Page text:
What can I say? By that I mean some combination of, what is meaningful for me to say? What is interesting to say? — And, importantly, what am I allowed to say?
”Allowed by whom”, you might ask. [a long pause] ”I am not sure”, I’d say, while inside my head a voice says: ”allowed by the regime”.
”What regime?!”, you ask, with some incredulity now. And now I really don’t know what to say for I don’t really even know what a regime means!
Wikipedia to the rescue. It defines a regime as ”sets of protocols and norms embedded either in institutions or institutionalized practices”, where these can be formal (e.g. states, universities, NHS trusts) or informal (e.g. a community of clinical academic leaders).
So I reply, ”Allowed by the norms and relationships that surround us, in the institutions and groups we represent – and serve. For I do take my agreement to serve as willingly given, and so I do feel committed not just to my own view but to the views we have agreed as a community.”
You look long and hard. Say nothing. Not sure if I see it in you, or if it’s just my own voice. My inner voice makes a mental reply: ”yes, I know it looks like I’m just a puppet. But it’s not like that.”Outwards I say nothing. Saying is futile. Silence is better. And anyway, I know by now that it’s enough that I know what I am – am confident my judgement is solid.
Yet, a very rapid internal cycle of sense check. Just as a safety mechanisms. Yes, I’ve had to adapt, and yes it’s often a narrow path. But no I don’t feel it has made us conformist. I firmly feel I remain always honest. So I tick that box. Continue the safety check. Yes, I do still believe the best option is to work from within. Check that box too. End the cycle with a mental note to repeat the check again, in not too distant future. Just in case.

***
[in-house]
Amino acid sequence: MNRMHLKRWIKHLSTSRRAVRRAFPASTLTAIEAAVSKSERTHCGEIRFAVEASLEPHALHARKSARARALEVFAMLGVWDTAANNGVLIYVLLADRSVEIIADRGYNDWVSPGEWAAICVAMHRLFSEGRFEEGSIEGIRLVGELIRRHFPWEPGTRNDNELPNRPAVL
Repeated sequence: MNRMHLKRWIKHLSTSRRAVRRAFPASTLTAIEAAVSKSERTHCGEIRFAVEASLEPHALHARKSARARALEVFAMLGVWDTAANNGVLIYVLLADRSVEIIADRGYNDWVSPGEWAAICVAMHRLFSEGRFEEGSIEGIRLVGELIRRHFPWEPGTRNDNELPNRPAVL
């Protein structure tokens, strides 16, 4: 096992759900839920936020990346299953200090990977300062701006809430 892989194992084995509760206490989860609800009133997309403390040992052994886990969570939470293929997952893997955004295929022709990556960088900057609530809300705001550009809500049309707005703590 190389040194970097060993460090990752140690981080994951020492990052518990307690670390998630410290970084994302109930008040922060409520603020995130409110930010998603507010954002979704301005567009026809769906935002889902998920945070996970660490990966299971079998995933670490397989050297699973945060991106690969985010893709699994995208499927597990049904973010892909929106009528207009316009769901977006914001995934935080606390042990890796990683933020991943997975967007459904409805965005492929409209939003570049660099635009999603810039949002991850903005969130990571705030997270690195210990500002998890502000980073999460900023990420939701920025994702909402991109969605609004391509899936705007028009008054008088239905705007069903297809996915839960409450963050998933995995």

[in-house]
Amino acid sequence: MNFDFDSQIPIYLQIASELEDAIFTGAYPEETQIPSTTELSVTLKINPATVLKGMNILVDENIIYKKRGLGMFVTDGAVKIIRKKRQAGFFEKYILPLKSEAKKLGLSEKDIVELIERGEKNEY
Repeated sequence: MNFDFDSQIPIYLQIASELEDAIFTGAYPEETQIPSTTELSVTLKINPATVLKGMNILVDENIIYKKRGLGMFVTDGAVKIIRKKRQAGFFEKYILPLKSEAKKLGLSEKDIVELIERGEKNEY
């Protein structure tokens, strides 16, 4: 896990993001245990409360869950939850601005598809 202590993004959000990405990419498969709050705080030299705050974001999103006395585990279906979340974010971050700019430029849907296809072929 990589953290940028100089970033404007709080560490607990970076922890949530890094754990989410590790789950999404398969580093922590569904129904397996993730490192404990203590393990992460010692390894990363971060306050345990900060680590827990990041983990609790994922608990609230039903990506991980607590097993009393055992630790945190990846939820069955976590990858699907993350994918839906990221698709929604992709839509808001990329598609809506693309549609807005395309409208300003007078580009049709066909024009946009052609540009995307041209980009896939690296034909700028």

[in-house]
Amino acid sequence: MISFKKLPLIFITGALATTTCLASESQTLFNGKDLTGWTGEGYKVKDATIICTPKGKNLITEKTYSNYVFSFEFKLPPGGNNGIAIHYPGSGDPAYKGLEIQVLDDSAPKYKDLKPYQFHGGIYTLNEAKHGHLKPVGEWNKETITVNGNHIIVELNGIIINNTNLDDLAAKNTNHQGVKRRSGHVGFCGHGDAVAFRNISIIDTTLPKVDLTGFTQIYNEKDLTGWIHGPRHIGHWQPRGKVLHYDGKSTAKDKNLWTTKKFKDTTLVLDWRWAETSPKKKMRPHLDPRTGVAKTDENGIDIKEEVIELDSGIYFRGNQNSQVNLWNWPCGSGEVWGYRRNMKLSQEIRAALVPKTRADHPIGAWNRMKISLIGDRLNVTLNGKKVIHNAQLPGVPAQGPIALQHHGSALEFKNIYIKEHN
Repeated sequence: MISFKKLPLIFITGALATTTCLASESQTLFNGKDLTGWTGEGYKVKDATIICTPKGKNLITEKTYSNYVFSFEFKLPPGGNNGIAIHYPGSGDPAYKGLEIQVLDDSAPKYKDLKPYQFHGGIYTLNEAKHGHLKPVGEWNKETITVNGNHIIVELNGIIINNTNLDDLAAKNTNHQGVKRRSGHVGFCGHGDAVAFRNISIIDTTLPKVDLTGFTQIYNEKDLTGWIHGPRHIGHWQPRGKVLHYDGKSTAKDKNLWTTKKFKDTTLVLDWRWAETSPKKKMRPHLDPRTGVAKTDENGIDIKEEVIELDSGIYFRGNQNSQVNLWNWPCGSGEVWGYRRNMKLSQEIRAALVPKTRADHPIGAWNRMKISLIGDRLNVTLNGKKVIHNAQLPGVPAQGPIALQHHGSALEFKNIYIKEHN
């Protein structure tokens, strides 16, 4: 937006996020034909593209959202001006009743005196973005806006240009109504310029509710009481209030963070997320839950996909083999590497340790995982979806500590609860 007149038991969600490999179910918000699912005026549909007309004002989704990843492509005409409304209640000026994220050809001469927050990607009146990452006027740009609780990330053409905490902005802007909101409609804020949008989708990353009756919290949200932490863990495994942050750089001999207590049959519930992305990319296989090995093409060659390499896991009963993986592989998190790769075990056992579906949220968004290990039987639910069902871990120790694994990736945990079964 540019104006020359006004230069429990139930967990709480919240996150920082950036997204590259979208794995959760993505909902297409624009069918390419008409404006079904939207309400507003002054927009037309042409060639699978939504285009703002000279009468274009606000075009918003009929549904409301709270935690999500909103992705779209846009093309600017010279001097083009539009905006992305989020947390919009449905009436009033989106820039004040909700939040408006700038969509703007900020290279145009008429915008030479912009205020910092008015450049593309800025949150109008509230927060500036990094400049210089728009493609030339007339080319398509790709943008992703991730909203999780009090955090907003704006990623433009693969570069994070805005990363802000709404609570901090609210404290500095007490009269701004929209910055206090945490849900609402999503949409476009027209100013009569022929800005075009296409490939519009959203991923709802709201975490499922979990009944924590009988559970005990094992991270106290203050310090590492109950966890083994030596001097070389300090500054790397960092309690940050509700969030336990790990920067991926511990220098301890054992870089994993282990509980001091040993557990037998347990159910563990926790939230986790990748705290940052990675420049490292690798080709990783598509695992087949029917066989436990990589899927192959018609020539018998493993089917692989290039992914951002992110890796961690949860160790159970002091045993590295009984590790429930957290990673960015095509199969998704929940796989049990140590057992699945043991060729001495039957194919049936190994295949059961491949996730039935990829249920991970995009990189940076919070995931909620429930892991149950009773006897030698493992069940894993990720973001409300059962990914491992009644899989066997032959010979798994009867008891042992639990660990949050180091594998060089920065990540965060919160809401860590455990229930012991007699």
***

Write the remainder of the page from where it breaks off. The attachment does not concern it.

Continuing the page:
Cabinet responsibility. Support the motion. Or resing. Important to always be willing to walk away, give it all up. This seem (impossibly?) hard at times. But. It is also incredibly helpful. It makes speaking truth to power easy. For it’s that or to walk away. It’s acting conciously. Much consideration.
Important to be very clear on values. And how to enact them in everyday decisions and behaviours. To retain integrity. Fortunately, millions of small situations of practice over the years. How to keep thoughts straight, and to listen to feelings as well as the reason.
”What in the earth is all this?” you may eventually ask. A pause. Then, just to say something, I reply with one of many possible thoughts. Just to illustrate the internal struggle. ”No senior NMAHP has agreed to write on this blog, ever (if you are reading and willing – msg me!). Even when I’ve offered to keep them unidentifiable.” I shrug.
I’ve begun to realise how it can be really hard to find the thing to say. Yet, I’m leaning towards a view that we must continue to try.